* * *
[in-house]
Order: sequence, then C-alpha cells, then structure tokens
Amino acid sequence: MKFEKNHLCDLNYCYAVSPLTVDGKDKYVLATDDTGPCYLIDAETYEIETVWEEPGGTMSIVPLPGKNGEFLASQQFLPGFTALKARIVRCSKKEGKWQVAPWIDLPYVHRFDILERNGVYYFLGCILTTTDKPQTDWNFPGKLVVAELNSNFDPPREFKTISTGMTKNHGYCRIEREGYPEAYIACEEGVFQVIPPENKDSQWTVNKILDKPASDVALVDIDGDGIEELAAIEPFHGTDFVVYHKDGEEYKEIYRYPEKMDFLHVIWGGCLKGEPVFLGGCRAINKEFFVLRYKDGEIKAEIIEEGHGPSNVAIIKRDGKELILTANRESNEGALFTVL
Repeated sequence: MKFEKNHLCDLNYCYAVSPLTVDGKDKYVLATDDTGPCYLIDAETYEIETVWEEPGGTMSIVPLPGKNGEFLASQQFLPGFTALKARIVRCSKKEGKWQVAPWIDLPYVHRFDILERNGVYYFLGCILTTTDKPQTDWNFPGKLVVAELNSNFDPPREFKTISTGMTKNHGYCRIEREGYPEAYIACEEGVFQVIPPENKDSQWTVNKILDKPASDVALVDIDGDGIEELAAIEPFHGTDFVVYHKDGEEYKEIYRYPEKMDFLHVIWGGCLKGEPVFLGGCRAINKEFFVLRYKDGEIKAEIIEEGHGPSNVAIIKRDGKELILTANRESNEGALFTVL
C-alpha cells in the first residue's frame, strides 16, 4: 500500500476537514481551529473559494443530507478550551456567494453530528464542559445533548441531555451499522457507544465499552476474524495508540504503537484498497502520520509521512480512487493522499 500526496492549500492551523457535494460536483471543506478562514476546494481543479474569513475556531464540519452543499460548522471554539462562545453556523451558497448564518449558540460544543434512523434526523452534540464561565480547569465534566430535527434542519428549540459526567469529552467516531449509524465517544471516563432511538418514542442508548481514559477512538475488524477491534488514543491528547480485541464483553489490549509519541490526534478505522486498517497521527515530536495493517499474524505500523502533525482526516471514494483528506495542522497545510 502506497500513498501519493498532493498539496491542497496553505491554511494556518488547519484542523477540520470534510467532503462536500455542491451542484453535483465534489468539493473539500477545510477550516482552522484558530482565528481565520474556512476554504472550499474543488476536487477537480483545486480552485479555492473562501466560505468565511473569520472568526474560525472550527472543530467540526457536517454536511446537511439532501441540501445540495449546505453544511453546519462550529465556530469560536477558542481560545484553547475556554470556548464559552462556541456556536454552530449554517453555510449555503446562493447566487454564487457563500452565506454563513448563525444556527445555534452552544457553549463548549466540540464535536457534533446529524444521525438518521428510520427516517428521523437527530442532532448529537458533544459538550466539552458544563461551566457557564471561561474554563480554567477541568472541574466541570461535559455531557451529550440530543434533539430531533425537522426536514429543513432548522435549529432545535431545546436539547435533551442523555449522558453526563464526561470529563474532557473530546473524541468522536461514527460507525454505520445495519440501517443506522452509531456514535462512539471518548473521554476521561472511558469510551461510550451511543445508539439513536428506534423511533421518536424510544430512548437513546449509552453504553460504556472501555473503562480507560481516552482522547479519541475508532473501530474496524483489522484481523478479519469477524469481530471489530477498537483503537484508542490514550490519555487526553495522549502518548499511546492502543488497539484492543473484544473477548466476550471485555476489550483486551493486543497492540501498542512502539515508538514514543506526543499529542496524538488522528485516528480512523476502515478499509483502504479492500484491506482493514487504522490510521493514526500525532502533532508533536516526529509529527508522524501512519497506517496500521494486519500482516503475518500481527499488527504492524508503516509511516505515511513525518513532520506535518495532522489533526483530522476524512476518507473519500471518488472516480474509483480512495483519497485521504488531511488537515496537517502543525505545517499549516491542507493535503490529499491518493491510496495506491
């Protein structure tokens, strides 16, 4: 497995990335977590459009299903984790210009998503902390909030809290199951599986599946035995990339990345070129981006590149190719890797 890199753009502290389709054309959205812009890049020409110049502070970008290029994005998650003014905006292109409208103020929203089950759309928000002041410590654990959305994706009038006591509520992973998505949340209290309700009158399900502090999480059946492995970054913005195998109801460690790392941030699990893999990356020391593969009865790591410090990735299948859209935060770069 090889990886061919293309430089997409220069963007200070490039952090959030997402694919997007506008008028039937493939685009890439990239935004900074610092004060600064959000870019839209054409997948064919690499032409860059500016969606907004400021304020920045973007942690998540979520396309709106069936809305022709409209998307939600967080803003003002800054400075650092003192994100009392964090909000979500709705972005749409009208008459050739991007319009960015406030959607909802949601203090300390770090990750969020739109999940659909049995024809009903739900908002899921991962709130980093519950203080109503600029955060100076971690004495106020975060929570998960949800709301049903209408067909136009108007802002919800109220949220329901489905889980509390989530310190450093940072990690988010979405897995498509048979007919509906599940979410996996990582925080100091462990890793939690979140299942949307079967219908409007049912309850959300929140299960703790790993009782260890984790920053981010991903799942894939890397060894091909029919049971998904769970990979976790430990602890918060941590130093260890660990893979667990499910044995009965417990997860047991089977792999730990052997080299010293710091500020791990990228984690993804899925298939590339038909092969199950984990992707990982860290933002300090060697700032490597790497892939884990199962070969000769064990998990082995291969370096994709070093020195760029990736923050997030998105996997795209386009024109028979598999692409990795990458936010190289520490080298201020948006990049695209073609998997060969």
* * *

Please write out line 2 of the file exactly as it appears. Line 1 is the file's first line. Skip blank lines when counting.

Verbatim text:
Order: sequence, then C-alpha cells, then structure tokens